ST. CROIX NATIONAL SCENIC RIVERWAY
Much of the 164-mile St. Croix River forms the border between Minnesota and Wisconsin, and it was one of only eight waterways originally designated as a "National Wild and Scenic River" by the federal government in 1968. It's widely considered one of the best canoeing rivers in the nation, and also offers some of the best smallmouth bass fishing to be found, as well as great fishing for many other species.
The Minnesota portion of the scenic river runs from St. Croix State Park, north of Pine City, to where the St. Croix meets the Mississippi River at Hastings. In addition to five particularly gorgeous state parks, there are numerous regional and city parks as well as primitive National Park Service campsites along the shore.
St. Croix River and surrounding area from Taylor Falls to Stillwater | Explore Minnesota
The portion of the river north of Taylors Falls is particularly quiet and remote from signs of civilization, with motorboats less common than canoes. Motorboats are more common below Taylors Falls, though canoeing and kayaking are quite popular along the entire river.
Just below the dam, Interstate State Park has self-guided trails along distinctive glacial potholes and dramatic cliffs overlooking the river, where rock climbing is popular as well. Adjacent to the park, Wild Mountain runs guided paddleboat excursions, some with meals, from May through the fall color season in mid-October.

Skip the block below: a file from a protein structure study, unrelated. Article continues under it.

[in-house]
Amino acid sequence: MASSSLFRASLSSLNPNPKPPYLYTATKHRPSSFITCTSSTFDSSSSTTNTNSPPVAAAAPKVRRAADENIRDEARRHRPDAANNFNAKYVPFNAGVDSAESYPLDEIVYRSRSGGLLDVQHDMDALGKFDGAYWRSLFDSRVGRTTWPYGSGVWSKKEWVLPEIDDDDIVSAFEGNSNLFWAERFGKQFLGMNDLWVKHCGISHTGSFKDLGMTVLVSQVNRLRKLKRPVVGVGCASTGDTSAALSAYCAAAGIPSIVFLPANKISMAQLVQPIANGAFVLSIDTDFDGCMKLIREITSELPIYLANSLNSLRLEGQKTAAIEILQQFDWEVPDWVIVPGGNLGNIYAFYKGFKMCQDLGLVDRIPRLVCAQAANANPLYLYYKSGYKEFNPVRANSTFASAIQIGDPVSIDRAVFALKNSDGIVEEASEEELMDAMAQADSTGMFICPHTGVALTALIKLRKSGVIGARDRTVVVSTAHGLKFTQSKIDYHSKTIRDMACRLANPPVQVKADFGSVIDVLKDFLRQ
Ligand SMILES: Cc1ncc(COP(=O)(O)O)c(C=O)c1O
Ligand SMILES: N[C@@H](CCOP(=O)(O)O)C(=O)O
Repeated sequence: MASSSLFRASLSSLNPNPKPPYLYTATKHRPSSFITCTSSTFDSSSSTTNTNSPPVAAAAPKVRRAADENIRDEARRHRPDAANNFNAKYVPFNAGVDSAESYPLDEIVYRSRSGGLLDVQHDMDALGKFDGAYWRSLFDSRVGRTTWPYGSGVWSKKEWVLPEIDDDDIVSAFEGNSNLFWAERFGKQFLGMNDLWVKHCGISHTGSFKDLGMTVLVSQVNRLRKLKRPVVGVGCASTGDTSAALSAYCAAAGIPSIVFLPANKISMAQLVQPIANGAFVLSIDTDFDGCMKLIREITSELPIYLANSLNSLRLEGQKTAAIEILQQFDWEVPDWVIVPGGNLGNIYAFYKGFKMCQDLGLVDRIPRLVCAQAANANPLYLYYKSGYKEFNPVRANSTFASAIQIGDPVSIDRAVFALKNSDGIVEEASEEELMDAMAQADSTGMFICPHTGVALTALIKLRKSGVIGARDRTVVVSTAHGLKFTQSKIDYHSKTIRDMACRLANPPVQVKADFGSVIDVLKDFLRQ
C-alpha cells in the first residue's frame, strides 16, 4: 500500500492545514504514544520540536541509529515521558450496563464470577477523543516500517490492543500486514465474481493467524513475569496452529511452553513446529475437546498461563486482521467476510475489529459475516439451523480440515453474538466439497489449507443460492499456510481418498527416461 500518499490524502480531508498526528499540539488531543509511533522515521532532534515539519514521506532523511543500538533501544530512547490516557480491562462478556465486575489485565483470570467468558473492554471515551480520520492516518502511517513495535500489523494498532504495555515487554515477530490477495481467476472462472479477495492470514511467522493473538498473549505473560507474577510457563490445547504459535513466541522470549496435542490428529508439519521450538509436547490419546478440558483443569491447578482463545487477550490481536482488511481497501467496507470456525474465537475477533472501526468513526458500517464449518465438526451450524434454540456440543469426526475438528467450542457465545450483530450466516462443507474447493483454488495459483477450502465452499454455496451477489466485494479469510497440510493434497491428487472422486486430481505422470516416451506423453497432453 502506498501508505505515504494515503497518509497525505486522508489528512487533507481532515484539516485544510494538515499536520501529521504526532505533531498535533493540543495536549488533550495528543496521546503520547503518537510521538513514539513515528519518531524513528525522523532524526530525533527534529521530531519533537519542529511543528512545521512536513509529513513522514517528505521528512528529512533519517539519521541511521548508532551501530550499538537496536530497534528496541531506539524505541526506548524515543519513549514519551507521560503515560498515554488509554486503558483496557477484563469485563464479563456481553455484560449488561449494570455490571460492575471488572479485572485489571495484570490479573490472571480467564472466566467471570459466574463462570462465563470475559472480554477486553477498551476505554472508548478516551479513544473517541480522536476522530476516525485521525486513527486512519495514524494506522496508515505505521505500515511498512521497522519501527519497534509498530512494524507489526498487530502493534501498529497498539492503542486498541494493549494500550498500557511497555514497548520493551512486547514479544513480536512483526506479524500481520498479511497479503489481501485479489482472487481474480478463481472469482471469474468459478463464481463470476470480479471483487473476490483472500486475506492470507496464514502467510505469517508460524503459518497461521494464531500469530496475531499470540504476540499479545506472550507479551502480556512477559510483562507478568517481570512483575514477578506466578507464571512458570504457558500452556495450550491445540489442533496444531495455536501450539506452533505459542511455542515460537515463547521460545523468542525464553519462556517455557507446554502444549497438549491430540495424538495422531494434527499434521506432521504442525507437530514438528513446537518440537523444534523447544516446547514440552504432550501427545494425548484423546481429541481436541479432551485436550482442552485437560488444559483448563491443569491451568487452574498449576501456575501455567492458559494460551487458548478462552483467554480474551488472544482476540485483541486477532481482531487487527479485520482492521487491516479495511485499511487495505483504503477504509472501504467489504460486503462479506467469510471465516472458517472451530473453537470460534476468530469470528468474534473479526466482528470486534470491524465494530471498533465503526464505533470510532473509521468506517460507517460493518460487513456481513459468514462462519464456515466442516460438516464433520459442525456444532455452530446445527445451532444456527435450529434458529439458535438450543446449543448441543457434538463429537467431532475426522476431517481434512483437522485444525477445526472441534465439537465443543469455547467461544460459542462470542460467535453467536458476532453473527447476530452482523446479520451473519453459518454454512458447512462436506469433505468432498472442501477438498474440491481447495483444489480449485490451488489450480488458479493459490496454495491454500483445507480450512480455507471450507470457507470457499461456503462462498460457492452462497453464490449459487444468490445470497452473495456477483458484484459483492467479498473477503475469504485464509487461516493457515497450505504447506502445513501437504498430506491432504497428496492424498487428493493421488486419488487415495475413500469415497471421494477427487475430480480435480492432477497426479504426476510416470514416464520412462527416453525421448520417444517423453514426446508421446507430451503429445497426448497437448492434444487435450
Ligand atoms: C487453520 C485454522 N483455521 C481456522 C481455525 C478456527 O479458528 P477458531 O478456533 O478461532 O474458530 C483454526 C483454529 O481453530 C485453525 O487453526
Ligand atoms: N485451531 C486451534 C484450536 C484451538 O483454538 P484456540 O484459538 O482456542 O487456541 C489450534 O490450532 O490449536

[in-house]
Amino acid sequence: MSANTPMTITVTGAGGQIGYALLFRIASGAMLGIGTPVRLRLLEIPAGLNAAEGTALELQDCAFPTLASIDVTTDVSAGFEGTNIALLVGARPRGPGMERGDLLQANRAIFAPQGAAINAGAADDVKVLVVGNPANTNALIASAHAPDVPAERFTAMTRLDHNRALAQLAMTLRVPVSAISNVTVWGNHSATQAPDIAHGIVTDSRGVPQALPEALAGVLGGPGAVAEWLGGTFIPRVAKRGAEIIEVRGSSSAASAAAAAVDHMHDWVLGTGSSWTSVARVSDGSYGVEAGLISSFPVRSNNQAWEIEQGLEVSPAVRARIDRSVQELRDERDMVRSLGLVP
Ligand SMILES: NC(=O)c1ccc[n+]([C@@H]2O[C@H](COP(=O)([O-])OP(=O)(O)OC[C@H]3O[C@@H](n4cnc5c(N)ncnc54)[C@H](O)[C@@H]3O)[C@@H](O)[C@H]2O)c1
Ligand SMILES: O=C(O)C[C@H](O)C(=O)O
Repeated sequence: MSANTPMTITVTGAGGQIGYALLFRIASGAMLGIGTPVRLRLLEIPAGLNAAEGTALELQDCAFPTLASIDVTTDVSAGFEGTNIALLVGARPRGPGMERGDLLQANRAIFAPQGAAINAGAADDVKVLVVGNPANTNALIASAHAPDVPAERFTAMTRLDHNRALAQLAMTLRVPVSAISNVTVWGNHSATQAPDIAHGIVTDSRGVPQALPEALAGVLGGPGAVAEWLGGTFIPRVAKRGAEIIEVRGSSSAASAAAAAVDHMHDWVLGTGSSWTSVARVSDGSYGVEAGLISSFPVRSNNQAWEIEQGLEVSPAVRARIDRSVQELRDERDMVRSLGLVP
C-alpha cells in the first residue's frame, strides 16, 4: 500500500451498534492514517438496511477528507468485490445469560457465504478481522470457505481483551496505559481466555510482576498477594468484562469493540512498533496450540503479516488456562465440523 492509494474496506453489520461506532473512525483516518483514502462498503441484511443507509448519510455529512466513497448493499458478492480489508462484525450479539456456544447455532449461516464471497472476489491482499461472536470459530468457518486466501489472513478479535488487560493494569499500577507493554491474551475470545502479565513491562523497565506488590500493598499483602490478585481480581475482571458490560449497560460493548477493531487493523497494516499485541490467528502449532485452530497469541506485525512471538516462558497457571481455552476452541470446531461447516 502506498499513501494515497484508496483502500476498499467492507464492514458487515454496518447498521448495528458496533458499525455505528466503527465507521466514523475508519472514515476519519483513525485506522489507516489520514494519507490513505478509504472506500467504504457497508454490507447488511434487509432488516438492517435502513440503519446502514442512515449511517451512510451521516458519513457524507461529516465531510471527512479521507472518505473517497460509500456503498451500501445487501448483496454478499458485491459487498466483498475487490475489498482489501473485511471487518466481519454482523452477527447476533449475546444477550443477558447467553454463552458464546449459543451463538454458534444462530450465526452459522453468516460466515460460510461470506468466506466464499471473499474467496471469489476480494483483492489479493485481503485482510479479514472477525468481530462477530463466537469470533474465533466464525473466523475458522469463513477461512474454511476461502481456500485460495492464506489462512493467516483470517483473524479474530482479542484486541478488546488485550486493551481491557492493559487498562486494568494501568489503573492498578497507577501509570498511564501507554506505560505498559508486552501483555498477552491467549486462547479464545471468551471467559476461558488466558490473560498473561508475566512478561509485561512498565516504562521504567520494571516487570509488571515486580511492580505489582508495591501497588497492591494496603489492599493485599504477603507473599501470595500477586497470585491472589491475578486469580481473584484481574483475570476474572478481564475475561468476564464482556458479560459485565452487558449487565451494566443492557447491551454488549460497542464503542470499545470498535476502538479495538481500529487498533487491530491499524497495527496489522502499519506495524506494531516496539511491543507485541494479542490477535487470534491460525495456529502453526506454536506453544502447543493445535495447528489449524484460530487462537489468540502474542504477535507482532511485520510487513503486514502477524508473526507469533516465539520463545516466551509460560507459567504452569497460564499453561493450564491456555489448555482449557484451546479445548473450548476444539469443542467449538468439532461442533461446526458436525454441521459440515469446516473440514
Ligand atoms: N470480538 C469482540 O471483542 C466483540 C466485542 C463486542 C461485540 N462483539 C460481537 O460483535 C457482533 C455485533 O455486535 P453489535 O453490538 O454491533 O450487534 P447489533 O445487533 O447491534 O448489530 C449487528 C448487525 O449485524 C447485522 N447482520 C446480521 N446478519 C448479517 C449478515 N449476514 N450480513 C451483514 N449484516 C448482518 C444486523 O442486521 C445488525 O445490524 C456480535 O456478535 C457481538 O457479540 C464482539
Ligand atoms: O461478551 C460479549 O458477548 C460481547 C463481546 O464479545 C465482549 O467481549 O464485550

Taylors Falls Scenery | Explore Minnesota
MISSISSIPPI NATIONAL RIVER & RECREATION AREA
A 72-mile-long river park covers 54,000 acres from Dayton to Hastings, passing right through the heart of Minneapolis and St. Paul. The Mississippi National River & Recreation Area (MNRRA) is a special sort of national park, called a "partnership park," which works with local, regional, and state partners who own and manage land along the river, joining forces to protect and preserve the great river's wealth or natural, recreational, historic, and cultural resources.
The recreation area offers a variety of park ranger-led activities, such as talks, hikes, demonstrations, and occasional opportunities to get out on the water. Most activities are coordinated out of the Mississippi River Visitor Center, which features new exhibits, in the lobby of the Science Museum of Minnesota in beautiful downtown St. Paul.
Mississippi River gorge MNRRA | Explore Minnesota
North Mississippi Regional Park | Explore Minnesota Ranger Brian & Kids MNRRA | Explore Minnesota
A few of the many worthwhile stops along the route include hiking, biking, and fishing at Coon Rapids Regional Park and Hidden Falls-Crosby Farm Regional Park in St. Paul; a two-mile self-guided Heritage Trail at the powerful St. Anthony Falls in Minneapolis; living history demonstrations at Historic Fort Snelling; and fishing, walking, biking, and taking in the view at Hastings River Flats Park.
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